The U.S. Forest Service on Friday announced a final decision on amending the Tongass Land Management Plan to transition toward second-growth harvest within 16 years.
The decision comes about five months after the draft decision was announced this summer.
There were some corrections, definitions and clarifications, but the main points remain the same. During the 16-year transition, the U.S. Forest Service will offer an average of 46 million board feet of timber on the Tongass National Forest per year.
For the first decade, that will include almost three times more old-growth logging than second-growth. In years 11 to 15, the ratio will flip, allowing more young growth harvest and limiting old growth.
By year 16, timber stands offered for logging will be about 90 percent young growth, with 5 million board feet of old growth for specialty products.
The main objection from some environmental groups is that the transition isn’t happening fast enough – they want to move away from old-growth logging within the next five years. Logging industry representatives, though, say the switch is too fast. They think the full transition should be closer to 30 years.
In a Friday teleconference announcing his decision, Tongass Forest Supervisor Earl Stewart said objections were noted and considered, and the Forest Service chose to stick with a plan endorsed by the Tongass Advisory Committee, a group made up of representatives from conservation, logging and Alaska Native organizations.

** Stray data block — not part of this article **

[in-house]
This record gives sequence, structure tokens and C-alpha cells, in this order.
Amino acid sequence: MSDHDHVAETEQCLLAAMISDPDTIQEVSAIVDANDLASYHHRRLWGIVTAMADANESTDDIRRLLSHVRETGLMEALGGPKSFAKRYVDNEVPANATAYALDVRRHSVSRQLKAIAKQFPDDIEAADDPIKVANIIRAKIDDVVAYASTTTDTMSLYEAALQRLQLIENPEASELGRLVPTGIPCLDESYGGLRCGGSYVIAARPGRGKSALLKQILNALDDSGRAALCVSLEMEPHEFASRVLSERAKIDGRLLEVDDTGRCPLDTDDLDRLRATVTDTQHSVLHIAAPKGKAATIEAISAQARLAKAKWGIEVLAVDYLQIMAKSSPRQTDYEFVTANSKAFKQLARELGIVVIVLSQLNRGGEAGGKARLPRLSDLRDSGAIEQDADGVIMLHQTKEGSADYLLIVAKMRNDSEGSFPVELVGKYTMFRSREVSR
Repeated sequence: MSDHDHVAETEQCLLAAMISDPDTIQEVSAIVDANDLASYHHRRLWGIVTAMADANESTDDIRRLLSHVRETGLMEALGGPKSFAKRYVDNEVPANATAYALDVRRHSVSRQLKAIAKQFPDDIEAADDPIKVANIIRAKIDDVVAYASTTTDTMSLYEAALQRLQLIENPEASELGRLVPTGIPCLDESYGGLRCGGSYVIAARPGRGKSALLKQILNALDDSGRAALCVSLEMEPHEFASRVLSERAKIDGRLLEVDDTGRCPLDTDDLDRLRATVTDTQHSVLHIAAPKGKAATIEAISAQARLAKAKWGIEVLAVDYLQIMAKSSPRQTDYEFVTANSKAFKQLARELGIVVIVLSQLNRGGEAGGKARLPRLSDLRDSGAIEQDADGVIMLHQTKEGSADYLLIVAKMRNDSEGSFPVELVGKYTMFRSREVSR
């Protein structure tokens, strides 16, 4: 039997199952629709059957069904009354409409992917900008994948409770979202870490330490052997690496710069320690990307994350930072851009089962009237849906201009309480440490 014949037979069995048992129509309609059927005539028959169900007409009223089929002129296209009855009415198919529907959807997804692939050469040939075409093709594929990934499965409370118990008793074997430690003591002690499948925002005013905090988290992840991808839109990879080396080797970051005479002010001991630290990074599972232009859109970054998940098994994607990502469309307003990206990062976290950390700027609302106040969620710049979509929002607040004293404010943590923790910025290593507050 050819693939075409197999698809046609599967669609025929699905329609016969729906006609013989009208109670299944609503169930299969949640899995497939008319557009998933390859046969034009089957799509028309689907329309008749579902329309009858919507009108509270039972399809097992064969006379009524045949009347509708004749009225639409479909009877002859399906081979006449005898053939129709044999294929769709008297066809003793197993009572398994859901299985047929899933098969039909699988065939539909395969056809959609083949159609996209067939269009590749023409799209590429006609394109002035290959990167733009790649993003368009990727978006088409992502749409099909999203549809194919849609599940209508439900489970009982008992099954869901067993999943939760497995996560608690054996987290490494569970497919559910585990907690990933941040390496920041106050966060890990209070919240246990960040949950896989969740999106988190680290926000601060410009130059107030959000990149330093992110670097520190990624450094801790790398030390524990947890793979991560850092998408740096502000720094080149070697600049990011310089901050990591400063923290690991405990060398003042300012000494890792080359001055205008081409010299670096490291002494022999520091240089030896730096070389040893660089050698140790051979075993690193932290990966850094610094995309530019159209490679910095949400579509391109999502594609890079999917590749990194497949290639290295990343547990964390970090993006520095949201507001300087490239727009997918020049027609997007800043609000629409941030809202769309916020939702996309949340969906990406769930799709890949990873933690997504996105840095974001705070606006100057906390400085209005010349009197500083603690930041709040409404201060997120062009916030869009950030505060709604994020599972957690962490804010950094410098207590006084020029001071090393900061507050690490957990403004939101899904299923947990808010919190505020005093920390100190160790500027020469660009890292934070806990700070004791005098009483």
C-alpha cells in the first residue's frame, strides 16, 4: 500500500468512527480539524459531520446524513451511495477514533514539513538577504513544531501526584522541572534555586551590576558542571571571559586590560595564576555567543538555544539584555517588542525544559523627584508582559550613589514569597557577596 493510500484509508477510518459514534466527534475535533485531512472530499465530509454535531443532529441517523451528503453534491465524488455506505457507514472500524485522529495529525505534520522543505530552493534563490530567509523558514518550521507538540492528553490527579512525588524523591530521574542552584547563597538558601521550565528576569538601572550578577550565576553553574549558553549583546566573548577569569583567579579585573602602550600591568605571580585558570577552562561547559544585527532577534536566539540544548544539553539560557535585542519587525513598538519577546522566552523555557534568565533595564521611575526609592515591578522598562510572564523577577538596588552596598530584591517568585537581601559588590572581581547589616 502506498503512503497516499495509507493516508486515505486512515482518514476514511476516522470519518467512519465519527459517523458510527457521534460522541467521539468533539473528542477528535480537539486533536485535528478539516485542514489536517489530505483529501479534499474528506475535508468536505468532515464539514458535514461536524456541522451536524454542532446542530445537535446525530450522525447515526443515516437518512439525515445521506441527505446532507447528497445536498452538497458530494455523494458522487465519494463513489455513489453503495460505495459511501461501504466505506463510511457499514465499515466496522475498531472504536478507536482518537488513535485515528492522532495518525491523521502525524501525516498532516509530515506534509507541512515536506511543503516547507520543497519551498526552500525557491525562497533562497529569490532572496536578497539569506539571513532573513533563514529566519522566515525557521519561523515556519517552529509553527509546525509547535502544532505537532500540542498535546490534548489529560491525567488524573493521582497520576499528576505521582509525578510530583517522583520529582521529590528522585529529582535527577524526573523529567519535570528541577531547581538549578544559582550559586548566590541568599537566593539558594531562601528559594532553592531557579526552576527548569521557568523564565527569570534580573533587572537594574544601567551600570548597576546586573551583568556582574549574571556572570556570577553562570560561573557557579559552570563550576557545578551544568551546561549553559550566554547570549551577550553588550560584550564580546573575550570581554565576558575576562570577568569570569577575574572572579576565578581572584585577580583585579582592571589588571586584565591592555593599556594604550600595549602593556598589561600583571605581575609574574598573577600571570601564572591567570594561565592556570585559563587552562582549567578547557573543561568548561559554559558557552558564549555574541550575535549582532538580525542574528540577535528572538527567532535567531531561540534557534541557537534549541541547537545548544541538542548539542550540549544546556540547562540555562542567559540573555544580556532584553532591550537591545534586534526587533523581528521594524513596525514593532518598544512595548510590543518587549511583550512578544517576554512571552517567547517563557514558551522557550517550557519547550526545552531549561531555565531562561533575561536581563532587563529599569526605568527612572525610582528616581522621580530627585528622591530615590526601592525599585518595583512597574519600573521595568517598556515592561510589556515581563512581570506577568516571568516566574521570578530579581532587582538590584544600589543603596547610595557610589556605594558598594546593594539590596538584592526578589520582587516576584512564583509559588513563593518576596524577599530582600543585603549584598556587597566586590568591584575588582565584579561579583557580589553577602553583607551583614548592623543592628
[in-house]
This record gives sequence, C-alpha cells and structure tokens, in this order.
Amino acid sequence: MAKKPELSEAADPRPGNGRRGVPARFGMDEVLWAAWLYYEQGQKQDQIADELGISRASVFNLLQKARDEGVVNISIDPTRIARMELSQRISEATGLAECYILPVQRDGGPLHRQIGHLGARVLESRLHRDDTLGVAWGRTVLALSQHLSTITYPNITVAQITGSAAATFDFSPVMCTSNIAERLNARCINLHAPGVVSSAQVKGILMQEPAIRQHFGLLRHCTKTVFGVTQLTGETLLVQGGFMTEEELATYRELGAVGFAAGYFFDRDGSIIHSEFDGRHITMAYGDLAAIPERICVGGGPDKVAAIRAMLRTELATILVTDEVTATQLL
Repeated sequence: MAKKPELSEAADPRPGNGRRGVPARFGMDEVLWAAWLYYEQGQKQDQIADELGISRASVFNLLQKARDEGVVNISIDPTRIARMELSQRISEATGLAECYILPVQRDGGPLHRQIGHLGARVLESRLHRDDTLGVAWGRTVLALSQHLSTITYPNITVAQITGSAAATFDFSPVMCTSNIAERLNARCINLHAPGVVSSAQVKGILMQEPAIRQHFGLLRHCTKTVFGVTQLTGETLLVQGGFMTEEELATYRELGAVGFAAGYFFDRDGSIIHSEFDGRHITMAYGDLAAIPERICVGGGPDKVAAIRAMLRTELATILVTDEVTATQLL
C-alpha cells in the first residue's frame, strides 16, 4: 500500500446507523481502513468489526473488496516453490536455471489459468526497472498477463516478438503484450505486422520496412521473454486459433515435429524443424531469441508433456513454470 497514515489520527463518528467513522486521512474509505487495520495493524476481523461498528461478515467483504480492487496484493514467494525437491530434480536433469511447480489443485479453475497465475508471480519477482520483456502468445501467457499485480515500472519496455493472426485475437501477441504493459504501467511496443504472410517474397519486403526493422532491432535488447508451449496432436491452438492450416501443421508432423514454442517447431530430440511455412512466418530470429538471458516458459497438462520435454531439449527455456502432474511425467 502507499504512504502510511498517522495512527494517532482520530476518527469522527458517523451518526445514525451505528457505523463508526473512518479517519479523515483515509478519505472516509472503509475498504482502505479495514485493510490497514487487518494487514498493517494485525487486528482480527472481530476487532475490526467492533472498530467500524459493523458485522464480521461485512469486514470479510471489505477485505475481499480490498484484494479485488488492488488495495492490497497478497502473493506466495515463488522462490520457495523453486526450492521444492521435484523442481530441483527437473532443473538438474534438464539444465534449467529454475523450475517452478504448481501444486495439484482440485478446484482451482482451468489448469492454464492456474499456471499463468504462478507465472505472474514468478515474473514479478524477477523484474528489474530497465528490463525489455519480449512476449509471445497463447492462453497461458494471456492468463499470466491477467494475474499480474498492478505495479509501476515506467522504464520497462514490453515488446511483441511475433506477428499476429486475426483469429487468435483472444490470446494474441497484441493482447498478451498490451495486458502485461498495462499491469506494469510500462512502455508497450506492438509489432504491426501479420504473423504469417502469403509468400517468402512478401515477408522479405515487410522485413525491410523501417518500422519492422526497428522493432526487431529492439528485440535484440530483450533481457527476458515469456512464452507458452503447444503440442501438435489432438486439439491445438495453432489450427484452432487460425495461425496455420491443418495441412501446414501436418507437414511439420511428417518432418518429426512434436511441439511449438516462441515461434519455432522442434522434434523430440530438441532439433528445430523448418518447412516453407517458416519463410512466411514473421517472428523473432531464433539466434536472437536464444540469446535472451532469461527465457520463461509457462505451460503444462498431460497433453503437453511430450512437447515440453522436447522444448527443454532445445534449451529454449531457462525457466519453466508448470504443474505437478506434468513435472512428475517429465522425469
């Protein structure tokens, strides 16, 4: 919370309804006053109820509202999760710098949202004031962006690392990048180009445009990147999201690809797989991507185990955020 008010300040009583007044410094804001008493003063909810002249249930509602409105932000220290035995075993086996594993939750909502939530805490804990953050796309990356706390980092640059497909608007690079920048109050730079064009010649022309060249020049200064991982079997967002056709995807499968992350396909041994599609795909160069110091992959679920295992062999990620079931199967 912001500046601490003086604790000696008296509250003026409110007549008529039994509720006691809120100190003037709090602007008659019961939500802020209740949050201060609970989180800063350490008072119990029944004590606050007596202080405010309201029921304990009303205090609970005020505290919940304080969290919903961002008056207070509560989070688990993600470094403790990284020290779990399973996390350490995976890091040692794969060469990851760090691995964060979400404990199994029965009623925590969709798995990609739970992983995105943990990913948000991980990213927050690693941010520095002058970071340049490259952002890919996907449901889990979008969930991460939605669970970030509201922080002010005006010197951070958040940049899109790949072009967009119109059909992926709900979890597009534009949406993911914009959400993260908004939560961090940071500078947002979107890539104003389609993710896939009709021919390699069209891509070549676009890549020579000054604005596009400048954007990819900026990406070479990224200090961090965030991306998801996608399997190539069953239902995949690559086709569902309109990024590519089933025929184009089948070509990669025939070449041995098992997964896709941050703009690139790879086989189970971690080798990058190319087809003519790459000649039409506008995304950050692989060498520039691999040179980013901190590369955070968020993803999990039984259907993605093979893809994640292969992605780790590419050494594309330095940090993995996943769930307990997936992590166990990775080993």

He acknowledged that there will be a change of administration when President-elect Donald Trump assumes office. But, he notes that the Forest Service’s mission remains the same. Stewart read from a prepared statement:
“While the U.S. Department of Agriculture has a transition team in place to work with the new administration, our employees will continue on our mission of sustaining the health, diversity and productivity of the national forest and grassland to meet the needs of present and future generations,” he read. “Beyond that, I’m not able to or going to speculate further.”
There had been calls to delay the final decision until after the new administration assumes office and provides direction. However, Stewart says the Forest Service doesn’t base decisions on what might happen.
“And so, the team was working very deliberatively to work through the process they had in front of them,” he said. “Concurrently, anything that was directed by federal law, we would have followed completely.”
The amendment to phase out old-growth logging has been in the works since 2014. It takes effect in 30 days.
Correction: An earlier version of this story overstated the ratio of old-growth to young-growth logging that will be offered at the end of the transition period. The Tongass plan amendment calls for about 5 million board feet of old growth to be offered each year, about 11 percent of the total board feet offered.
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